The respite was short-lived — the aughts presented challenges new and old: children moved on from analogue toys to digital, competition emerged from new franchises, Barbie’s feminity was still regressive. Russia banned Barbie dolls in 2002 for stimulating “early sexual interest”; Saudi Arabia banned it for carrying a “symbol of decadence to the perverted West”. India saw Barbie enter the market post the 1991 economic reforms, “cultural norms embodied in both written legislation and in the ―unwritten laws of the Indian public precluded Mattel from successfully selling Barbie‘s gendered and ethnocentric values to Indian female children”, a 2009 paper argued. Scandal struck in 2007 due to quality control, when Mattel recalled 1.5 million Chinese-made toys tainted with lead paint. Profitability between 2000 and 2014 was unsteady: Barbie sales dropped by 16% (its lowest sales volume in 25 years), Fisher-Price (which manufactures baby toys) were down by 13%.

Analysts agreed Barbie, and Mattle, were in their decline phase, struggling to stay relevant. Mr. Dickson who re-joined the company in 2014, when speaking of Mattel’s new vision, implied it was time to revisit its roots: “What made us great to begin with? And how do we start to personify our purpose through meaningful touch points and execution?” 

Mattel’s Barbie problem also became its solution. The doll received updates to respond to a shifting culture around 2016: Barbie dolls could be astronauts, Presidents, doctors, even Frida Kahlo. There were three additional body shapes, seven skin tones, 24 hairstyles, 22 eye colours. There was a hijabi Barbie, a Barbie in a wheelchair. (New versions were criticised for being tokenistic gestures, doing little to be truly subversive). The doll’s sales grew by 16% eventually, per reports.

Mattel was reinventing, and that meant revisiting the notion of enlivening the toys on celluloid (the process of making Barbie started in 2014). The new CEO Ynon Kreiz in 2018 shuffled things around: reducing manufacturing load, forming a film department, revamping social media presence, meeting with agents, networks and studios. They had an enviable intellectual property with a built-in fan base; an IP ripe for mining at a time when viewers were fatigued by superhero franchises and the ‘Marvelification’ of cinema. “It’s not about making movies so that we can go and sell more toys,” Mr. Kreiz said in an interview. The movie doeshelp though: the marketing had built awareness about the film as well as Mattel among women under 35 years of age, the higher ever seen by the company, according to The Quorum. Mattel has since announced 14 more movies, streaming shows and video games based on its toys. A theme park is being built in Arizona.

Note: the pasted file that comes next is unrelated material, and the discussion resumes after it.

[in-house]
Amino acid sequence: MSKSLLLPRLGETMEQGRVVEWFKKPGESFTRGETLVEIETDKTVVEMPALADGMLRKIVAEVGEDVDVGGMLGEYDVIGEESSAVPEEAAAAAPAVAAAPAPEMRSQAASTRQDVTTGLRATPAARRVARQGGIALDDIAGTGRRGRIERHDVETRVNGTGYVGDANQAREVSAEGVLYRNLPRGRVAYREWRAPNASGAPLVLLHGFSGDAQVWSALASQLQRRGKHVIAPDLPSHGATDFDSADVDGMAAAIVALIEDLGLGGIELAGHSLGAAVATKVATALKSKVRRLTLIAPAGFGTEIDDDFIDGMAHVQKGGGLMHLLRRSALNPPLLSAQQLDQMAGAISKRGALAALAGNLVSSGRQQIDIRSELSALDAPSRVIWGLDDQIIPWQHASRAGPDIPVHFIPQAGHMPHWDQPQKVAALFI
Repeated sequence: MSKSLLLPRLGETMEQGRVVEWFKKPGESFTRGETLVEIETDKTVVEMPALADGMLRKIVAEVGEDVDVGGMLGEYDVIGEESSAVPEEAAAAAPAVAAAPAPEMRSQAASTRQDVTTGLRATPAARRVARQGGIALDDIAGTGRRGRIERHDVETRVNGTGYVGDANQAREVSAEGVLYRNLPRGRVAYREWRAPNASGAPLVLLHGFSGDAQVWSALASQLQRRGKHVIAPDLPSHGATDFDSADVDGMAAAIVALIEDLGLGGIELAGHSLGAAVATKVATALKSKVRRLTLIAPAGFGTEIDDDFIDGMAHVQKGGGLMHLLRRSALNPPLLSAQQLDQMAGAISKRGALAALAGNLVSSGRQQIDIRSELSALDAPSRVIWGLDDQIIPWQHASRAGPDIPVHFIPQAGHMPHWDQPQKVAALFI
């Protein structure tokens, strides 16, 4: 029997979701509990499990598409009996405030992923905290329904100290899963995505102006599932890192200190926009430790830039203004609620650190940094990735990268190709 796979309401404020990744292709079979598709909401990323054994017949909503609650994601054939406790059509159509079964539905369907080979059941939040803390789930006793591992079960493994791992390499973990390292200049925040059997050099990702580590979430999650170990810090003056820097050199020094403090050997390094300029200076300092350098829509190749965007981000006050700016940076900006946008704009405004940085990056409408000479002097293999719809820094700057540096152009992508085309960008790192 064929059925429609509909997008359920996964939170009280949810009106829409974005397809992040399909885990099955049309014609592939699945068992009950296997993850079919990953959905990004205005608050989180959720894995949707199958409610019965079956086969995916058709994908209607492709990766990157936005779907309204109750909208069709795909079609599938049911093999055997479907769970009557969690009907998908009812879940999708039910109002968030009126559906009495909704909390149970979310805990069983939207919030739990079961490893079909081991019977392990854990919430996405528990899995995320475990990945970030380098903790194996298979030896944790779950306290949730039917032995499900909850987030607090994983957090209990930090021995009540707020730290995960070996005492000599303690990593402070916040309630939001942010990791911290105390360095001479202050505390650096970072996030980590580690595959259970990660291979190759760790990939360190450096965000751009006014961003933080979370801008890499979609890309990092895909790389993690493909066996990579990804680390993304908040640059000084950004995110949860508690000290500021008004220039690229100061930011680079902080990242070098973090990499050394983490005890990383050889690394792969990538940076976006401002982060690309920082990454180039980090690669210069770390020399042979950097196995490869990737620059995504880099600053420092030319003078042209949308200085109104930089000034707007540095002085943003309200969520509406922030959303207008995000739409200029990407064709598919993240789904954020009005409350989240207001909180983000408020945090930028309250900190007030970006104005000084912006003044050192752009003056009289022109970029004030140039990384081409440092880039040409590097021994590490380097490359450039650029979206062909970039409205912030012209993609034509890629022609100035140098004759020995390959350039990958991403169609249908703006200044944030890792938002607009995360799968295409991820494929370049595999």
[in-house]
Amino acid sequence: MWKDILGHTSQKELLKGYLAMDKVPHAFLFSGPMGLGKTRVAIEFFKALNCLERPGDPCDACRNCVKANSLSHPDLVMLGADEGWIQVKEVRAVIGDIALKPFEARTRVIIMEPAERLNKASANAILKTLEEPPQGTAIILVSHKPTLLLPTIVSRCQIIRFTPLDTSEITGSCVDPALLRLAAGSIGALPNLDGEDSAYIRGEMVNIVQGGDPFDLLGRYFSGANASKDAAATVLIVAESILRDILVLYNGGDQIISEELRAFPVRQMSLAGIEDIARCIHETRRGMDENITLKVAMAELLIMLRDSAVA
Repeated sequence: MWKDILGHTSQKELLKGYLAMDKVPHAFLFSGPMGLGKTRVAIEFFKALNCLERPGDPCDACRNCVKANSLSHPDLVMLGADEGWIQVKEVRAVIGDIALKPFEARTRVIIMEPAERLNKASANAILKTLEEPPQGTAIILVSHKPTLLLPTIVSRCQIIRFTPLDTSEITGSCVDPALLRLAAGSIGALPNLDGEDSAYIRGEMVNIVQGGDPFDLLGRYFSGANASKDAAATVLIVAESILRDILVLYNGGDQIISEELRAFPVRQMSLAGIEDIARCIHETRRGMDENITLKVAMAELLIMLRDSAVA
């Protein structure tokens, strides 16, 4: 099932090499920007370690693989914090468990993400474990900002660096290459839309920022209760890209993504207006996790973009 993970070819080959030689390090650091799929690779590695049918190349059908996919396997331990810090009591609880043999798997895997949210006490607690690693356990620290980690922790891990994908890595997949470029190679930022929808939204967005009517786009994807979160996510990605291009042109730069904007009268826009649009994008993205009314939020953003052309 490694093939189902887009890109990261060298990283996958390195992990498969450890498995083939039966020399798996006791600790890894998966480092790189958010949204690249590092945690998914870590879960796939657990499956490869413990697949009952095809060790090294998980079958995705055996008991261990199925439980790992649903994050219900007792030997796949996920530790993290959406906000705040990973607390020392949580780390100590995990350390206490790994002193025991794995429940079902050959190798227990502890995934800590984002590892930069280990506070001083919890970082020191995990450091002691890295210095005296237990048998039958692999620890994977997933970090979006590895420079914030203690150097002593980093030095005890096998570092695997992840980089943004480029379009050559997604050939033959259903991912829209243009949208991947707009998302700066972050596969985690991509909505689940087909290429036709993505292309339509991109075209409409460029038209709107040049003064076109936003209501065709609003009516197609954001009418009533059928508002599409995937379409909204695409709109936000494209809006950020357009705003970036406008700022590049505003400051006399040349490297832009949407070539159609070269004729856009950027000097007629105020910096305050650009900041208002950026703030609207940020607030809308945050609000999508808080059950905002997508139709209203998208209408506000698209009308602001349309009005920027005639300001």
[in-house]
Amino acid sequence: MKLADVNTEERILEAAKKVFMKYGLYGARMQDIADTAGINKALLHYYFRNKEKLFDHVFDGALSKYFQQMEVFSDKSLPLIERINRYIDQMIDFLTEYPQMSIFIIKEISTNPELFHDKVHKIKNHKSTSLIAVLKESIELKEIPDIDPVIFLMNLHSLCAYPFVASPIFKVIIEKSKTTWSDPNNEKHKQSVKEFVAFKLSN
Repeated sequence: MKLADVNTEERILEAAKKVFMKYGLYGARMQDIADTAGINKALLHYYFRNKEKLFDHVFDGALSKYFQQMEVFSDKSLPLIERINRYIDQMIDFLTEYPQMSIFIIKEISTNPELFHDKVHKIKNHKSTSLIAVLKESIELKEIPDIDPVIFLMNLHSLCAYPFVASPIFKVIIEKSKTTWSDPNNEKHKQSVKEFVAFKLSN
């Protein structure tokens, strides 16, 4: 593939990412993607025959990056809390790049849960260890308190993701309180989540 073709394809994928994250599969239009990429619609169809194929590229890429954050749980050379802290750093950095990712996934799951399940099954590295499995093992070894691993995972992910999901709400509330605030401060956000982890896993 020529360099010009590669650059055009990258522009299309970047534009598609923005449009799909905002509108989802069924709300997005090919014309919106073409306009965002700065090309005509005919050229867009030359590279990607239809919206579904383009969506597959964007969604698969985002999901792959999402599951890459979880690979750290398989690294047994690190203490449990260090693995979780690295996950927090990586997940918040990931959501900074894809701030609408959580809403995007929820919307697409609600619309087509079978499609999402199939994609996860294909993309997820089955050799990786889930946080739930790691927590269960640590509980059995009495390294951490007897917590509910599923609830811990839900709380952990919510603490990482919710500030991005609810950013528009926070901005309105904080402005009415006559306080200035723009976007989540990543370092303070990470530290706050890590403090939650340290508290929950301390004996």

What lies at the heart of Mattel’s inner sanctum? A desire to build a bottomless dream house, a meta realm that incarnates a brand into culture. Mr. Dickson in a media interaction mused: “Barbie’s not just a toy. She’s a source of inspiration.”

This image released by Warner Bros. Pictures shows Margot Robbie in a scene from Barbie.

This image released by Warner Bros. Pictures shows Margot Robbie in a scene from Barbie.
| Photo Credit:

For now, Phase 1 for Mattel’s Cinematic Universe begins with betting on feminism, seemingly embracing the critique and subversion designed into Barbie’s plot (“We’re doing the thing and subverting the thing,” director Greta Gerwig said). The doll was an inescapable symbol of what is expected of women, succumbing to capitalist ambitions and a sexualised male gaze. The chant “I am not a Barbie doll” pealed through women’s equality marches in the Seventies. With Barbie, Mattel swooped in with reinvention, complicating the idea of what is expected of women, showing a polarising doll on a soul mission. “We’re in on the joke,” says Margot Robbie, the star of Barbie and ‘Barbenheimmer memes’. In the movie, Ruth tells Barbie that her original creator had to be a woman, she says, even if men in suits dominate the Mattle boardroom, pontificating about women’s rights, trying to construct a woman’s world from scratch.

It all comes back to Ruth Handler, and her divisive doll. Mattel’s story is inevitably tied to the two: each desired relevance, reinventing oneself while searching for a purpose. Mattel still has a job to do, however: to make money. In the elaborate, self-aware joke drenched in fuschia pink, one wonders if subversion is the main bit. Can Mattel perform the ultimate balancing act, chasing both money and meaning?